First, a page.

Bonds can be distinguished on the basis of the country of origin (market and the headquarters of the issuer).
Bonds can be issued in any foreign country. They are called international bonds.
A foreign bond is issued on the financial market of a foreign country, and the price is determined in the currency of the given country.
The creditability of the foreign country is a key factor in this case. A country’s creditability depends on economic fundamentals.
Countries with developed economy and legal system belong to this group, such as the countries of Western Europe. The GDP per capita and the value of human capital are the largest in these countries worldwide. The capital markets in these countries are regulated effectively.
Capital markets work smoothly in Commonwealth countries. People who wish to invest are able to give their savings directly to firms. On the European market, the intermediation of banks is significant. People place their savings in banks and companies request financing from banks.
The bond market is the most developed in the United States. The US has such a stable bond market, that the average duration of bonds is 13-14 years, but there are even bonds with maturity of 30-50 years.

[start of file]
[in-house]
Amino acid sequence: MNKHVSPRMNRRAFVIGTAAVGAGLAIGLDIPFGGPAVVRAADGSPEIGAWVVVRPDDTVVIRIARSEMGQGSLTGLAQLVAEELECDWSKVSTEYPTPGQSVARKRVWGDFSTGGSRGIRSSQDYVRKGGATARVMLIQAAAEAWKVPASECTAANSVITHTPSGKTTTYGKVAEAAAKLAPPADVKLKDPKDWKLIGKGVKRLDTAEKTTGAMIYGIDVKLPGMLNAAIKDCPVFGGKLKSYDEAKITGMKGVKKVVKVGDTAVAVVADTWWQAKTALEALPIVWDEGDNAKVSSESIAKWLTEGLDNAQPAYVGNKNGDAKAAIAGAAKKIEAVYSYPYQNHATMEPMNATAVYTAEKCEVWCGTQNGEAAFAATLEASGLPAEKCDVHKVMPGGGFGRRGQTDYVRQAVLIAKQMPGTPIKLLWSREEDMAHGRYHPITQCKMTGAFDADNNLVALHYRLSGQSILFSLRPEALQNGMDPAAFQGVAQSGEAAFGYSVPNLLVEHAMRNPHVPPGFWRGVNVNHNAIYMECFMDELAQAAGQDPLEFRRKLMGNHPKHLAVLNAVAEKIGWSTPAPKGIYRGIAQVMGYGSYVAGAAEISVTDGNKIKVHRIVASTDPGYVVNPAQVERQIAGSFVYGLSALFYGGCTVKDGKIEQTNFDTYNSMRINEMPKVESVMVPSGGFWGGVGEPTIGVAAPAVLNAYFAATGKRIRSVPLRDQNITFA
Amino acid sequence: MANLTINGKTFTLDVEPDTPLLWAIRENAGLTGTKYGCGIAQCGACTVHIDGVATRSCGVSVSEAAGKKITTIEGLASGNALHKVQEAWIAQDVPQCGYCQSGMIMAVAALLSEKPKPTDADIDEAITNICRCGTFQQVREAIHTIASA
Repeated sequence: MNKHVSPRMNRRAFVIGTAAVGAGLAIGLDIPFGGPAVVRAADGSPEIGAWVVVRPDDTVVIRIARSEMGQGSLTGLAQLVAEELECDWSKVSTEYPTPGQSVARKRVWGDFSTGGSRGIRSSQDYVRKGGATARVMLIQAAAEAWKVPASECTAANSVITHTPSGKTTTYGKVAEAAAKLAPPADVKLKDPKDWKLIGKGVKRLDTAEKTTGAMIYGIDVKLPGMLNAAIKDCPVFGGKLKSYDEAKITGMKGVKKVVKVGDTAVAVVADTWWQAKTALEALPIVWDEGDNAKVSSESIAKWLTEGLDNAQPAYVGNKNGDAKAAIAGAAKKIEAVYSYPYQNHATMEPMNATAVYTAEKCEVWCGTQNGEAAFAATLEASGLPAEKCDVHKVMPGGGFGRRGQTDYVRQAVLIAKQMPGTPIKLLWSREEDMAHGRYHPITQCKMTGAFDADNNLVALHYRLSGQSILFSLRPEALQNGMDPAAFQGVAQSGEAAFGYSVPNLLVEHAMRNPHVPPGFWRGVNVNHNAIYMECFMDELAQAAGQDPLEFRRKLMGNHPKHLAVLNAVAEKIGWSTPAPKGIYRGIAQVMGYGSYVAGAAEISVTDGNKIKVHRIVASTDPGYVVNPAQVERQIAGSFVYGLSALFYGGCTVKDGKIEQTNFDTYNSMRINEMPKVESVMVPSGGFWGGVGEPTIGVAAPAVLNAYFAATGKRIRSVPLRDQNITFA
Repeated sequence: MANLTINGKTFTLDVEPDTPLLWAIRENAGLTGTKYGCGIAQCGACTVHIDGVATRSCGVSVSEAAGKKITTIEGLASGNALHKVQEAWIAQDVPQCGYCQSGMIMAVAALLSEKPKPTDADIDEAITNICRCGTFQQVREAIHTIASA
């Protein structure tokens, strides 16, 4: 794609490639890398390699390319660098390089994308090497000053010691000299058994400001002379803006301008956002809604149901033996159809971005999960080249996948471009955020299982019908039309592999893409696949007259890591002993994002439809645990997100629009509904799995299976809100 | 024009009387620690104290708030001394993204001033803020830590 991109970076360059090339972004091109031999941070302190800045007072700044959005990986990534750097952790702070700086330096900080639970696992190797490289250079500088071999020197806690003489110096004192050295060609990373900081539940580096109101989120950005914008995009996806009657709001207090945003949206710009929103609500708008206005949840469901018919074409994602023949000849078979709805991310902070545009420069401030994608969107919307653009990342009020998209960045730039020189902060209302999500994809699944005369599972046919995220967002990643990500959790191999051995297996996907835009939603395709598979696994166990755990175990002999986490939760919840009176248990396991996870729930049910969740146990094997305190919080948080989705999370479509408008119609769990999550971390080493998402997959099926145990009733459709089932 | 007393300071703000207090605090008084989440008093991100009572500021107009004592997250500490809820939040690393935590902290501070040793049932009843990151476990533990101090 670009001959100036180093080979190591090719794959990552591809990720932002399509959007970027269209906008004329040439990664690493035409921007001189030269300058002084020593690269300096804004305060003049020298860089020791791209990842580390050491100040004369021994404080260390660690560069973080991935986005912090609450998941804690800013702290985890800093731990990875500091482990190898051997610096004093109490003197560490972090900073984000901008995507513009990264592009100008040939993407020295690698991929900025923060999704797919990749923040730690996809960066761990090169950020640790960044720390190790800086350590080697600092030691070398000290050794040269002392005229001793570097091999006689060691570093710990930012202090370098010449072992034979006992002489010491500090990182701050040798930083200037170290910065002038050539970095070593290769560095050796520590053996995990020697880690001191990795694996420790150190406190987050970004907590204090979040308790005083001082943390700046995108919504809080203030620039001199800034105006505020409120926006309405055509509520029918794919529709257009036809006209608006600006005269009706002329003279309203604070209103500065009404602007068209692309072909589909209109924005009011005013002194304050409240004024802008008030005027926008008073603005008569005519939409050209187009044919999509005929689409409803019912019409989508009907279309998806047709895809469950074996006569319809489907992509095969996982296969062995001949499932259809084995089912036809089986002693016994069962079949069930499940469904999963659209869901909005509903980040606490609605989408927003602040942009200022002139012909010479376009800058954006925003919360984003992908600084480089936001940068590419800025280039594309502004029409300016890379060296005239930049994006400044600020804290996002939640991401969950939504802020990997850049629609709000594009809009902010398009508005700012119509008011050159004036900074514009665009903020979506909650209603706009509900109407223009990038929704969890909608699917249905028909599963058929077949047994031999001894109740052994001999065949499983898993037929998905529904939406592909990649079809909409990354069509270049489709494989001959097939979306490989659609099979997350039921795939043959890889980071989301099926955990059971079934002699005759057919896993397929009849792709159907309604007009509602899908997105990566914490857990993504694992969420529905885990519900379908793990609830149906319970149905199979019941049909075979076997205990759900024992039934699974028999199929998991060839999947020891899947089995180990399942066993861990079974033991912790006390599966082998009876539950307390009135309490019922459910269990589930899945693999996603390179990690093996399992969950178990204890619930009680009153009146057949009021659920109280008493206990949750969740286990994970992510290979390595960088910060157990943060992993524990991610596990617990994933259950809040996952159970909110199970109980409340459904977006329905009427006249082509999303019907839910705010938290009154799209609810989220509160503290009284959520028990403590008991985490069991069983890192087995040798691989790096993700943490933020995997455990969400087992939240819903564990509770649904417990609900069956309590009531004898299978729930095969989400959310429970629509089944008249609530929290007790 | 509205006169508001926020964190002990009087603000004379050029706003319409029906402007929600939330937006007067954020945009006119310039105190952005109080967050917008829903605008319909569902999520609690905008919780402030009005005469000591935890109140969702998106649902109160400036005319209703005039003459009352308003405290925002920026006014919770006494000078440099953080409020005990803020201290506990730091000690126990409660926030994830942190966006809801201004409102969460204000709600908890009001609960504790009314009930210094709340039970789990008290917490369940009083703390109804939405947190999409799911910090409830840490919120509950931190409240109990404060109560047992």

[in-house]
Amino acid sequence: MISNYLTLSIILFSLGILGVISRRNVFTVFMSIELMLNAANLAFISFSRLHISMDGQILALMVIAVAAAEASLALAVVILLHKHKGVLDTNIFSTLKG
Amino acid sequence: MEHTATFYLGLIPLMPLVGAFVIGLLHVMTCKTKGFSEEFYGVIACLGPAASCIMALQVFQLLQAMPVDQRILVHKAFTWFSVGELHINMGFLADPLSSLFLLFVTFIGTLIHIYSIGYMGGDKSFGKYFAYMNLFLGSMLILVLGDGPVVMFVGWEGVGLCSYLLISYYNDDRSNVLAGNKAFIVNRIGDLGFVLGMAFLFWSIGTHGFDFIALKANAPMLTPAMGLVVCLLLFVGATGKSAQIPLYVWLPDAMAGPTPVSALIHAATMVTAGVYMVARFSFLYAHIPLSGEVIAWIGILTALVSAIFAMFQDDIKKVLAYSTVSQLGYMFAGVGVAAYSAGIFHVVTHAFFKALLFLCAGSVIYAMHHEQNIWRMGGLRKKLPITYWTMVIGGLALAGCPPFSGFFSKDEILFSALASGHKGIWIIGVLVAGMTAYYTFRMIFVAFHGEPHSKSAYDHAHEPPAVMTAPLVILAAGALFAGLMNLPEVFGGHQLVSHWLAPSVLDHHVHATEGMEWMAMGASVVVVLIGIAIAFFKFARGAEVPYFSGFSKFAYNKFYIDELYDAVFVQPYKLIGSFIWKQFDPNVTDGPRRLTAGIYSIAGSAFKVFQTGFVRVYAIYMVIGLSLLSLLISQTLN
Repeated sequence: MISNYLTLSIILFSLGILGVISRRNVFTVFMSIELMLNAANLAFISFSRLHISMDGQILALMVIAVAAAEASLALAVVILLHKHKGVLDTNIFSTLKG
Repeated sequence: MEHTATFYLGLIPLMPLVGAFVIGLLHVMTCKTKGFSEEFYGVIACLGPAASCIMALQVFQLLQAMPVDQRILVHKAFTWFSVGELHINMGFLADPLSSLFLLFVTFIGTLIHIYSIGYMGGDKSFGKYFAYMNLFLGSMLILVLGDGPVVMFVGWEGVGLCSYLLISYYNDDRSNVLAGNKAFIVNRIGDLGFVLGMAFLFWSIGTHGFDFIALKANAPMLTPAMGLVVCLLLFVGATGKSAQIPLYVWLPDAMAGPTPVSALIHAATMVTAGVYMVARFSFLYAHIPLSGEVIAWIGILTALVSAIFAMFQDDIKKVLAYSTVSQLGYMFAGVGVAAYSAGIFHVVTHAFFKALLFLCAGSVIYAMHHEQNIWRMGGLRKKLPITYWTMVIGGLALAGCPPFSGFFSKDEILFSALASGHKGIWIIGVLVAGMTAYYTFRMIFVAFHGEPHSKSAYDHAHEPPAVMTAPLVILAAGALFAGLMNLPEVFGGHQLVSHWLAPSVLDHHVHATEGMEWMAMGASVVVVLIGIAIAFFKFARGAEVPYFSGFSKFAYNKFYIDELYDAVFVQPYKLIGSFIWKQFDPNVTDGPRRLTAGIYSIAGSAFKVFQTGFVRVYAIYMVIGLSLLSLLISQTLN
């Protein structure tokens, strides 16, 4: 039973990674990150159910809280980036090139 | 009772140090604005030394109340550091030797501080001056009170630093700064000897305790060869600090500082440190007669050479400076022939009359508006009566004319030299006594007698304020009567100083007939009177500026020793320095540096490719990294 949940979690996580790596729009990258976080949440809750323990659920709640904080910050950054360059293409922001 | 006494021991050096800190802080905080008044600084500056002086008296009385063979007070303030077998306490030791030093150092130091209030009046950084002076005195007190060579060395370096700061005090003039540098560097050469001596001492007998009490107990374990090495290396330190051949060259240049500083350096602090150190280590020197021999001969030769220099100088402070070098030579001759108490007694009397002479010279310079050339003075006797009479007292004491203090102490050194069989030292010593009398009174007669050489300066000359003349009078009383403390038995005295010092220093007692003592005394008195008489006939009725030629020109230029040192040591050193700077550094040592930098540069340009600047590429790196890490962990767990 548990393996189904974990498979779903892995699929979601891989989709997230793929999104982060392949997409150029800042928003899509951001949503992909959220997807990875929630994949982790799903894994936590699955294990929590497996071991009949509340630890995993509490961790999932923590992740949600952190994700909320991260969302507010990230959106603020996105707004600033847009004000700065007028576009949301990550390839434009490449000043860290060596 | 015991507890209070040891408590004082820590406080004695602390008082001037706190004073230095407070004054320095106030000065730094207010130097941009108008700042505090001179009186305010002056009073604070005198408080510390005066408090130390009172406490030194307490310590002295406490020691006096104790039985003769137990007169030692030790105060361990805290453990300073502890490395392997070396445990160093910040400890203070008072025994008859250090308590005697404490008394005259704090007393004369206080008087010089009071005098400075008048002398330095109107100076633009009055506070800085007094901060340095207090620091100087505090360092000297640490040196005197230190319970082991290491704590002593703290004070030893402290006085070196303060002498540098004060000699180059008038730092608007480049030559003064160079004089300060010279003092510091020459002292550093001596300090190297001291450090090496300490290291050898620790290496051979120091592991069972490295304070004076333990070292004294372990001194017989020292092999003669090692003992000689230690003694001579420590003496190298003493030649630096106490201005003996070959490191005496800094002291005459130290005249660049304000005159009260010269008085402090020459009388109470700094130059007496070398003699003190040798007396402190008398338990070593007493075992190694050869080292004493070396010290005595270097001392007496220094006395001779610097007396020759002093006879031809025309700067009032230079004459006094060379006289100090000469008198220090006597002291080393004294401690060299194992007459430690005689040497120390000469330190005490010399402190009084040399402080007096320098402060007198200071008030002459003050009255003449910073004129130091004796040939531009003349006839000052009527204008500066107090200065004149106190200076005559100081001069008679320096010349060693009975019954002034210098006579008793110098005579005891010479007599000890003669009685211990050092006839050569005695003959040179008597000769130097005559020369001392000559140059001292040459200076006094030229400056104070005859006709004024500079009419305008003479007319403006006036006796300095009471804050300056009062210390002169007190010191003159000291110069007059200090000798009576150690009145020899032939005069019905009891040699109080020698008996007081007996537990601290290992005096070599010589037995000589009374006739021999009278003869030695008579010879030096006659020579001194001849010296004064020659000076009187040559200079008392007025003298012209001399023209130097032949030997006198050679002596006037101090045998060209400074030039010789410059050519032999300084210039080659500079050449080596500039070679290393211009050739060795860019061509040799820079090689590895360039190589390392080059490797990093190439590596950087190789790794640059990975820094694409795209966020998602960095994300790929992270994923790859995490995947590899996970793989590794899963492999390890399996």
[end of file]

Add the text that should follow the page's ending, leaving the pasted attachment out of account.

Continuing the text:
The corporate bond market in the United Kingdom is also developed, but bank loans are more important for business financing.
The political and historical events between the two world wars affected the German corporate bond market to a large extent. After the introduction of the Euro, more and more firms have attempted to receive funds from the capital market as well.
Less developed, developing or emerging countries
The biggest economies in this group is the so-called BRIC countries. Eastern European countries, the most developed African nations, Latin-American states and Middle East belong to this group as well.
MINT countries (Mexico, Indonesia, Nigeria, and Turkey) and Next Eleven countries (Bangladesh, Egypt, Indonesia, Iran, Mexico, Nigeria, Pakistan, Philippines, South Korea, Turkey, and Vietnam) are also included in this group.
Many investors may find the undeveloped banking system and financial markets unattractive. Companies can access funds with more difficulties, and that is why they cannot develop at maximum potential. Sometimes the lack of access to funds can even result the bankruptcy of those firms. The bankruptcy of banks is an additional risk.
The markets of these countries are usually smaller. Because of the smaller number of players, the liquidity on these markets is not adequate, especially in case of panic situations. Putsches and legal changes are more common thus market risk is not negligible.